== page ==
13 Prison Slang Terms You Should Use With Co-Workers
Prison life is hard. It requires its own language, a slang understood only by those who experience it. Do you know what else is hard? Your job. While you might not be confined to solitary, your cubicle might sometimes feel like a cell. Or sometimes, even a death sentence.
When you’re at your most pessimistic and your boss is being a dick, when the co-worker next to you is about to drive you to some heavy level manslaughter shit, you need the right slang to truly articulate how horrible life can be in the cubicle cell in which you live (or, maybe it's not so dramatic and you just want to have fun).
Some of these prison slang can translate to everyday office life, which just might make your interactions with co-workers a little more enjoyable. You probably already have a lot of things you want to call some of the people you work with … but here are some suggestions straight from the prison yard.
1. Buck Rogers time: In prison, this is used to mean that your release date is so far into the distant future that it doesn’t even feel real. If you work one of those 9-to-5s where Friday feels like an eternity and even your one-hour cubicle-bound lunch break seems distant, then you’re livin’ Buck Rogers time.
2. Cowboy: Spell cowboy backward. What is it? “yobwoc.” This might sound like rubbish, but in prison, it means “young, obnoxious bastard we often con.” Basically, your unpaid intern.
3. Ear hustling: We all have that gossipy, nosy co-worker who spends more time listening in on your phone calls and butting into the Monday morning conversations you have with your work friends. He’s “ear hustling,” which in prison means eavesdropping without permission.
4. Dry snitching: In prison, dry snitching means to snitch indirectly by talking in an excessively loud voice or drawing attention from the guards, or offering some information but no names. Dry snitching is snitching for cowards. Instead of just telling on you outright, a dry snitcher in the workplace speaks loud enough so that your boss or supervisor can hear what he or she was going to tell on you for, and gets you in trouble anyway.
5. OG: An “original gangster.” In prison, this is a respectful term for someone has been in the joint for a long time. In the work world, this is someone who has been with your startup for more than three months.
6. Road Dawg: This is your homie. It’s the guy you walk with during rec, who you share your commissary with and the guy who has your back in a riot. He’s the one who doesn’t rat on you for staring at internet memes all day.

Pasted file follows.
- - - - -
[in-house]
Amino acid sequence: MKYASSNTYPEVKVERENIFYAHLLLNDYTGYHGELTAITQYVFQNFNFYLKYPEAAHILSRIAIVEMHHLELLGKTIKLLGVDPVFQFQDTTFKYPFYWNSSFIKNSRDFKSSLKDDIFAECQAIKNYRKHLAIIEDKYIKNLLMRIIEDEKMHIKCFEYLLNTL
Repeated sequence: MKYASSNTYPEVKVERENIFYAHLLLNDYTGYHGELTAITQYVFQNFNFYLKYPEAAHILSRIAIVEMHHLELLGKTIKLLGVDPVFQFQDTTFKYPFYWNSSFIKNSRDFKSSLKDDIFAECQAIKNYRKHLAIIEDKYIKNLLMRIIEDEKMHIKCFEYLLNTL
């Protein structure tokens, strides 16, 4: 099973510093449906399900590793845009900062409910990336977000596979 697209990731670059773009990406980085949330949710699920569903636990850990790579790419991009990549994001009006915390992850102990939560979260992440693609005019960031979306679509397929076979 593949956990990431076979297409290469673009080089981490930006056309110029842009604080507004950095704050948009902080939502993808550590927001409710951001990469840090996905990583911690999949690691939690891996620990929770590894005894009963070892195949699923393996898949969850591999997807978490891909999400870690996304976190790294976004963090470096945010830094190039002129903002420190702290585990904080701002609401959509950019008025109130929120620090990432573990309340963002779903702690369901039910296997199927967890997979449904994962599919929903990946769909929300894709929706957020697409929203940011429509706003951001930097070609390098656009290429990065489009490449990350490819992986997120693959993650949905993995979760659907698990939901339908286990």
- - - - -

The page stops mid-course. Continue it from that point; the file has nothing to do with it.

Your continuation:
7. Wolf tickets: When an inmate sells wolf tickets, he’s talking shit without backing anything up. He’s just “selling wolf tickets.” Same thing in the office. This is the co-worker who says he’ll close the client or make the next big deal but spends his day scrolling through Facebook because he’s doing “market research.”
8. Bug: In prison, this is an untrustworthy or unreliable prison staff member. You don’t want to get close to a bug. They're untrustworthy and don’t have your back for a second. This is that person in the office who always looks through the stall door to see if you’re texting in the bathroom and then turns you in for it.
9. Cellie: In prison, this is the person you share your cell with. At work, it's the guy or girl in the cubicle next door. They share your pain. You commiserate when work gets tough and your boss keeps threatening to take your stapler.
10. Fresh fish: In prison, the new inmates. At your workplace, the recent college grad with no work experience.
11. Holds the keys: Whoever holds the keys is the shot caller for that prison yard. At your office, it could be the janitor, who literally holds the keys. Or, it could be the IT guy, because let’s be real, he has all of your emails and therego controls your life.
12. House mouse: In prison, this is the inmate who maintains communication between prisoners and the deputies. At work, it’s your supervisor and general manager. Call em’ a glorified house mouse with a higher paycheck than you.
13. Juice Card: Holding a “juice card” in prison can get you out of some real trouble. It means you have some sort of influence with guards or even other prisoners. This works in the office, too. It might be that you’re tight with the CEO and your boss knows it. Or you could have a juice card because you’re a legitimately good employee who actually knows how to work and you earned respect the old fashioned way.
Oh, I know you're on a new diet and are now using a standup desk for work, but how about you try out these prison slang terms and shake your day up even more. See how your co-workers or your manager reacts when you use a term usually reserved for prison gangs. Or watch how that higher up, who has a huge paycheck just for being persistently douchey, acts when you tell him to, "stop being a cowboy and quit all that ear hustling or I'll take the damn keys from you."If you like the slang you see here, there’s a lot more of that in my upcoming book, Don’t Drop the Soap: The Wildest $#*! About Prison You Can't Learn on Netflix. You can find more names to call your co-workers, and you can discover a ton of other incredibly valuable stuff such as prison life hacks, prison food recipes (yum!) and prison workouts. Do you want to learn how to light a cigarette with a battery, or, how to make your own tattoo gun with a Walkman motor, guitar string and pen case? Well, then, my prison book is just for you! Go get it.